Can comedy be a climate solution?
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- Can comedy be a climate solution?
- The EU’s phone charger decision is a strike against e-waste
- Salmon struggle to spawn amid record-setting B.C. drought
Can comedy be a climate solution?
Given the onslaught of extreme weather events in the last year, many would say that climate change is no laughing matter. But two academics say otherwise.
Beth Osnes is an associate professor of theatre and performance studies at the University of Colorado, and in her research, she has noticed that humour influences decision-making and societal change.
So she teamed up with Max Boykoff, an associate professor in environmental studies at U of C, to concoct a social experiment that meshed climate communication and comedy.
“What we seek to do through our research is to understand under what circumstances [we can] increase the ways in which people are finding pathways to talk about climate change and from there, inspiring greater engagement in action,” said Boykoff.
It’s a critical inquiry at a time when relatively few people seem to be talking about climate. According to a study done by Yale University and George Mason University, less than 40 per cent of people in the U.S. are discussing global warming with others “often” or even “occasionally.”
Osnes and Boykoff hypothesized that climate comedy could be one fix.
They put their theory to the test in their creative climate communication course and the International Comedy & Climate Change Short Video Competition. They tasked students with developing comedy sketches around climate issues and solutions (as in the photo above). One video from 2021 is a satirical Christmas commercial from fossil fuel giant Exxon that notes “this holiday season … we’re spreading massive disinformation — talk about gaslighting!”
“[The students] are not making light of the issue of climate change, but they’re bringing light to this issue and I think that’s the thing that they carry through this experience,” said Osnes. She stressed that comedy helps us “find what unites us above what divides us.”
She and Boykoff say it starts with meeting people where they are. New York-based standup comedian Chuck Nice knows this well.
“Climate is an issue that affects everyone in some way,” he said. “The first thing I say is, don’t talk to people in New York about polar bears because they don’t care … but they may be thinking about environmental justice, they may be thinking about energy costs [and] they may be thinking about jobs.”
His jokes range from poking fun at self-righteous eco-warriors to ragging on the increasingly chaotic fluctuations in the weather to teasing the public and media on their slow response to climate change. No person or topic is off-limits.
Nice has been marrying science and comedy for years on the podcast StarTalk Radio, with noted astrophysicist and author Neil deGrasse Tyson. In his spare time, Nice works remotely on an ongoing basis with Osnes and Boykoff’s students to workshop their comedy sketches for their end-of-year event, Stand Up for Climate Change.
He says comedy relieves the awkwardness and tension of difficult conversations and gets people talking.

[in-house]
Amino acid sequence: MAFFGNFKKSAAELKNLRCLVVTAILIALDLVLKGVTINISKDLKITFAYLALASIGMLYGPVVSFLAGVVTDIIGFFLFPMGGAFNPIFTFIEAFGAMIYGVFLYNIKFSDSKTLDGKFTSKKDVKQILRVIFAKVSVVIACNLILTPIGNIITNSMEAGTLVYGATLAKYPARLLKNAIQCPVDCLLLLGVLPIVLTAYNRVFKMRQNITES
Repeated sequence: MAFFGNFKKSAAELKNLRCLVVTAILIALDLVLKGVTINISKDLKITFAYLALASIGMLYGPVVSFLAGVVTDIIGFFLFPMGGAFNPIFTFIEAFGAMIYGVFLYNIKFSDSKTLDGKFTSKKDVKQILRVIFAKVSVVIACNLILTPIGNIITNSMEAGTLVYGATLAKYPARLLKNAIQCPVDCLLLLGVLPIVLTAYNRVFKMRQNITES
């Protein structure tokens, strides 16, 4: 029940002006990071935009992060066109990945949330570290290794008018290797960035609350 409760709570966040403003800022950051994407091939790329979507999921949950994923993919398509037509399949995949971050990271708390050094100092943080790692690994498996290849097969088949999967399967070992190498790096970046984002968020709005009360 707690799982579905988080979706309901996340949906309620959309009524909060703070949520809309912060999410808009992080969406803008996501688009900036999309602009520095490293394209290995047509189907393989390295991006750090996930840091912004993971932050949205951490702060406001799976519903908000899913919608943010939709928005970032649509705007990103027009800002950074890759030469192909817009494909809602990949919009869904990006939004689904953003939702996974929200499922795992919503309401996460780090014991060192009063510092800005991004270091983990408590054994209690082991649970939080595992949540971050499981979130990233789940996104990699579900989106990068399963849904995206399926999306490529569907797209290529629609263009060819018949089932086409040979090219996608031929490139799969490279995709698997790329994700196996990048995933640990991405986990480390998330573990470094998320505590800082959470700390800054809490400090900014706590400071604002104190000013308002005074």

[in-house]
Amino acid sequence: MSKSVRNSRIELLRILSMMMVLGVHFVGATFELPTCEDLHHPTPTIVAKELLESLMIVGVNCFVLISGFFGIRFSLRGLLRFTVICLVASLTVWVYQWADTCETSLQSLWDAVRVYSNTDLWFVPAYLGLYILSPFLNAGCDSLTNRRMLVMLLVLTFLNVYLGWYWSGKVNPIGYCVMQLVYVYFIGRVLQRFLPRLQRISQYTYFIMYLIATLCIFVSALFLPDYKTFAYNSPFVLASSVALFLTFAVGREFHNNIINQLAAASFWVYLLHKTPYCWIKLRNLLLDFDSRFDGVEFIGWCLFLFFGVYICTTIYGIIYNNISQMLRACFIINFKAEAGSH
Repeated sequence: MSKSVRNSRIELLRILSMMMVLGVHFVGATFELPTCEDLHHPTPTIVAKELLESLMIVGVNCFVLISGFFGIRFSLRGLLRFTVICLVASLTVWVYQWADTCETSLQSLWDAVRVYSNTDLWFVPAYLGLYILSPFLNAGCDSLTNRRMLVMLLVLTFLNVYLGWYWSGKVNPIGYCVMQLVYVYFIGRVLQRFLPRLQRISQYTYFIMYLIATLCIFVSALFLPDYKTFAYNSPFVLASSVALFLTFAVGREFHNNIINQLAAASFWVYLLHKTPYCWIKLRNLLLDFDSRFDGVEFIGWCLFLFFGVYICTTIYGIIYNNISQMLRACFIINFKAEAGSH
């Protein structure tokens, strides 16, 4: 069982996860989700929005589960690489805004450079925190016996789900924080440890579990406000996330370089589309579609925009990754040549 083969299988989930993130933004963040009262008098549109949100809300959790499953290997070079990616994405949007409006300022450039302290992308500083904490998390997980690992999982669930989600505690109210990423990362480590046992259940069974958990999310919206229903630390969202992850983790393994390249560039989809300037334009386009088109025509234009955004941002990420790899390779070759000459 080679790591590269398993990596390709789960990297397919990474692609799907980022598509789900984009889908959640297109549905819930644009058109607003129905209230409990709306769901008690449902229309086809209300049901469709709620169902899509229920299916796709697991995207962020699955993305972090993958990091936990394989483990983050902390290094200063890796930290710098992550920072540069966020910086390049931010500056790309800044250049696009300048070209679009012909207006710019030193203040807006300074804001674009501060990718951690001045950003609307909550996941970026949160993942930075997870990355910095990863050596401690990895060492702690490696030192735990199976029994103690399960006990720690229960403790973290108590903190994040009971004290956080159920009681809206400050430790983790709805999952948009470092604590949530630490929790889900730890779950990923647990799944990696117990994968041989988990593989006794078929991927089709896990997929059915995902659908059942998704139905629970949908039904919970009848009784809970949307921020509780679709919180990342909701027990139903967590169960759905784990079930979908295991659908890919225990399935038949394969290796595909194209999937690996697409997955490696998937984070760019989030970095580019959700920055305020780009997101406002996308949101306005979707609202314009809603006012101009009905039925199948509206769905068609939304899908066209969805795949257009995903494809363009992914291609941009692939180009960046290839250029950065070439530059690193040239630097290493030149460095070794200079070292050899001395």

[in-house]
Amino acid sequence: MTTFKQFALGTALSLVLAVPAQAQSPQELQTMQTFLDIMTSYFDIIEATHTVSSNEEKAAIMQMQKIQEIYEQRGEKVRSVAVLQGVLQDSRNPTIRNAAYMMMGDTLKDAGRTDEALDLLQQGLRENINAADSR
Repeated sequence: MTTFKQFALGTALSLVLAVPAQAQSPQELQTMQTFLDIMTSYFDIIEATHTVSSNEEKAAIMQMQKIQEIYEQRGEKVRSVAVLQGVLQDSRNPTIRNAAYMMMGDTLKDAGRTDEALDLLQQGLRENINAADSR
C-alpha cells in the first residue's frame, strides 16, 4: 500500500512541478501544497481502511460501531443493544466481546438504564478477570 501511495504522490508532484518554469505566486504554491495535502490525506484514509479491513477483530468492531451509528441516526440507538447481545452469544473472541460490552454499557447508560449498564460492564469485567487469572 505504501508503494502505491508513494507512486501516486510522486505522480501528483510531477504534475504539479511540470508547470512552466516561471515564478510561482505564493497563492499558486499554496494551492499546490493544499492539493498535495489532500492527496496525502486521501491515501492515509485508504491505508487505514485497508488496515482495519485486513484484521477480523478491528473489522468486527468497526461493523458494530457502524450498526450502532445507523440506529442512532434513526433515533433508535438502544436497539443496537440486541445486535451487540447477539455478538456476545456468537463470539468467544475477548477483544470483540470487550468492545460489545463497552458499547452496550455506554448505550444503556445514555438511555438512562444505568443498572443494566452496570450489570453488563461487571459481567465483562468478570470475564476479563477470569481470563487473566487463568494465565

“There have been several studies done where when you encounter emotions while you are learning, you retain what you are learning much better,” Nice told What On Earth host Laura Lynch. “So if I elicit the happiness [or] chemical response that comes along with laughter [and] if I induce that while I’m giving you information, you’re more likely to accept the information.”
Osnes, Boykoff and Nice proved that during their last climate comedy standup event in April 2022, which took place in various U.S. cities. Approximately two-thirds of the audience did not know they were attending a climate-themed comedy show, but it didn’t stop numerous people from approaching the organizers afterwards to discuss climate action resources. The jokes clearly got audience members thinking.
“I would say to everyone, no matter who you are, that there is a way and a place for you in this solution,” Nice said.
— Dannielle Piper
“I just finished reading about the Australian hairdresser who proactively addresses the issue of climate change with her clients, and has subsequently branched out into leading workshops to teach others in her profession how to initiate the same outreach with their clients. Reading this article truly made my day, brought a smile to my face and uplifted my spirit; how refreshing and inspirational it is to know that there are people like Ms. Garcia out there who are taking the initiative to make a difference in the fight against climate change. Kudos to Ms. Garcia!”
Old issues of What on Earth? are right here.
CBC News recently launched a dedicated climate page, which can be found here.
Also, check out our radio show and podcast. This week, we talk to young Black Canadians about how they’re breaking barriers in the climate movement and we hear from the “father of environmental justice” about where the struggle began. What On Earth now airs on Sundays at 11 a.m. ET, 11:30 a.m. in Newfoundland and Labrador. Subscribe on your favourite podcast app or hear it on demand at CBC Listen.
The Big Picture: One small step toward less e-waste
Earlier this week, MPs in the European Parliament voted to solve an issue that has bedevilled tech users: incompatible charging cables. The result is that the USB-C charging port will be the standard for all small- and medium-sized electronic devices sold in the EU by 2024.